The Infante Don Juan of Spain, Count of Barcelona (Juan Carlos Teresa Silvestre Alfonso de Borbón y Battenberg) English: (John Charles Therese Sylvester Alphonse of Bourbon and Battenberg) (La Granja, Segovia, June 20, 1913 – Pamplona, April 1, 1993), was the fourth son and designated heir of King Alfonso XIII of Spain and Victoria Eugenie of Battenberg, the monarch replaced by the Second Spanish Republic, and father of King Juan Carlos, under whom a constitutional monarchy was restored. As King, he would have been Juan III of Spain.
In March 1935 he passed his naval exams in gunnery and navigation, which would have entitled him to become a lieutenant in the Royal Navy if he gave up his Spanish nationality. This, however, he refused to do.
He met his future wife at a party hosted by Victor Emmanuel III of Italy on the day before his sister (Infanta Beatriz) was to be married. He married HRH Princess Maria Mercedes of Bourbon-Two Sicilies (1910-2000), known in Spain as Doña María de las Mercedes de Borbón Dos-Sicilias y Orleans, in Rome on October 12, 1935. On her marriage, she gained the title of Countess of Barcelona.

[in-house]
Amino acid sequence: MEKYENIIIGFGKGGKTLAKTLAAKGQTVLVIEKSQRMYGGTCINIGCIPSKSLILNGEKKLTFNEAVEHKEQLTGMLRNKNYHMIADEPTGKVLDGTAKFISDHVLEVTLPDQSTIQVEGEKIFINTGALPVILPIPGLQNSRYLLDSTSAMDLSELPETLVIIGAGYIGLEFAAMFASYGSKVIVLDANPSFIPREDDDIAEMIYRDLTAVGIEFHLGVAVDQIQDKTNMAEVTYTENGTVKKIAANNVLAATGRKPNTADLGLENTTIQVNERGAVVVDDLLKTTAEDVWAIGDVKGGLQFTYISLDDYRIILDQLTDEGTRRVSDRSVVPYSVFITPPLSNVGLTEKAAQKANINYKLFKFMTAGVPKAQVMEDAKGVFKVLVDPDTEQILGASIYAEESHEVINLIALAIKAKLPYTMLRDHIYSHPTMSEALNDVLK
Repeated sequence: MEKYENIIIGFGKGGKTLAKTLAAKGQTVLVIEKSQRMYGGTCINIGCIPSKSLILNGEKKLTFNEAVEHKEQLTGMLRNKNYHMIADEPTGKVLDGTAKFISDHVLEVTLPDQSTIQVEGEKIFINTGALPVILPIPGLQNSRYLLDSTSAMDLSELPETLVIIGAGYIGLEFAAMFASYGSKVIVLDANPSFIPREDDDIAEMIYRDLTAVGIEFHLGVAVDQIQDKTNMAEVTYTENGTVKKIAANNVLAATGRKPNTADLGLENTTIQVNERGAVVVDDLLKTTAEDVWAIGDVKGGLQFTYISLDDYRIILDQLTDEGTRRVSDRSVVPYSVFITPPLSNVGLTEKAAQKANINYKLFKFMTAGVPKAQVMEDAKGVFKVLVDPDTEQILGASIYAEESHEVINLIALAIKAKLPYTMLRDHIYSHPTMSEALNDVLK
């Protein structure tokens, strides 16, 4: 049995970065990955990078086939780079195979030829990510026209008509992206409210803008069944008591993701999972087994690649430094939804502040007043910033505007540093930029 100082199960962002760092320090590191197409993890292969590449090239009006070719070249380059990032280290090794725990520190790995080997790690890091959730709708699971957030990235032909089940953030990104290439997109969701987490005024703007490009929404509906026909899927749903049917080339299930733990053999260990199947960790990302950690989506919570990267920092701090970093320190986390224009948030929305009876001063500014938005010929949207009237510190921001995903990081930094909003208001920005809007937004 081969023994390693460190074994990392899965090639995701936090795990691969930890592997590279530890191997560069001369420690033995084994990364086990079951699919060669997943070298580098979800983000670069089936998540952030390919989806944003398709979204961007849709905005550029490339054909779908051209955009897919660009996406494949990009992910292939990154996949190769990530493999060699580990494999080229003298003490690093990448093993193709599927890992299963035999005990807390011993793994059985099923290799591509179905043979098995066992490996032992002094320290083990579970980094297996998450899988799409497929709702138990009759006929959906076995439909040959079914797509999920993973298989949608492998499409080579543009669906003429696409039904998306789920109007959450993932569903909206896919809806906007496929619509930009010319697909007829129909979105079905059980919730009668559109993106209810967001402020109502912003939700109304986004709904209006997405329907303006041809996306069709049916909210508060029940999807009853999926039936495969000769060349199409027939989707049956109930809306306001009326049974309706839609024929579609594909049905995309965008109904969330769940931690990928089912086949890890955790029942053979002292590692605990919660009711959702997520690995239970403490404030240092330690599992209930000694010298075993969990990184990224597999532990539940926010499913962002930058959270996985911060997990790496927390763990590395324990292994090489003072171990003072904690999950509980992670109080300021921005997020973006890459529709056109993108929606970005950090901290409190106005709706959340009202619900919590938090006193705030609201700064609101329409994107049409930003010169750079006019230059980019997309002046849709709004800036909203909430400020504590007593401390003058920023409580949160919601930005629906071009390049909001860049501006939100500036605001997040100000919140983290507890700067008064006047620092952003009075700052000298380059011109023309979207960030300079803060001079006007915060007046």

Just before the birth of the Infante Juan Carlos, the Count of Barcelona decided to go hunting, with the doctor telling him and his wife that the future king would not be born for weeks. When he was told of the birth he drove to the hospital so quickly that he broke an axle spring.
They had four children:
In 1936, his father sent him to enter Spain and participate in the uprising but, near the French border, General Mola arrested him and sent him back.
When General Francisco Franco declared Spain to be a monarchy in 1947, he characterised it as a reinstitution. However, Franco was afraid that Don Juan would turn out to be too liberal and roll back the Falangist state. As a result, in 1969 Franco passed over Don Juan, who would have been king if the monarchy had continued uninterrupted, in favour of his son Juan Carlos, who Franco believed would be more likely to continue the Francoist state after his death. Juan Carlos surprised many by his support of democratising Spain. However, Franco and the Count of Barcelona did not have a good relationship, with the count constantly pressing Franco to restore the monarchy. Relations soured further when Don Juan called Franco an "illegitimate usurper", while Franco claimed he had a stronger claim to rule Spain than did Don Juan.
The Count of Barcelona formally renounced his claim to the throne in 1977, forty-six years after Spain had been declared a republic, eight years after being deposed by Franco, and two years after his son had become King Juan Carlos. In return, his son officially granted him the title of Count of Barcelona, which he had claimed for so long.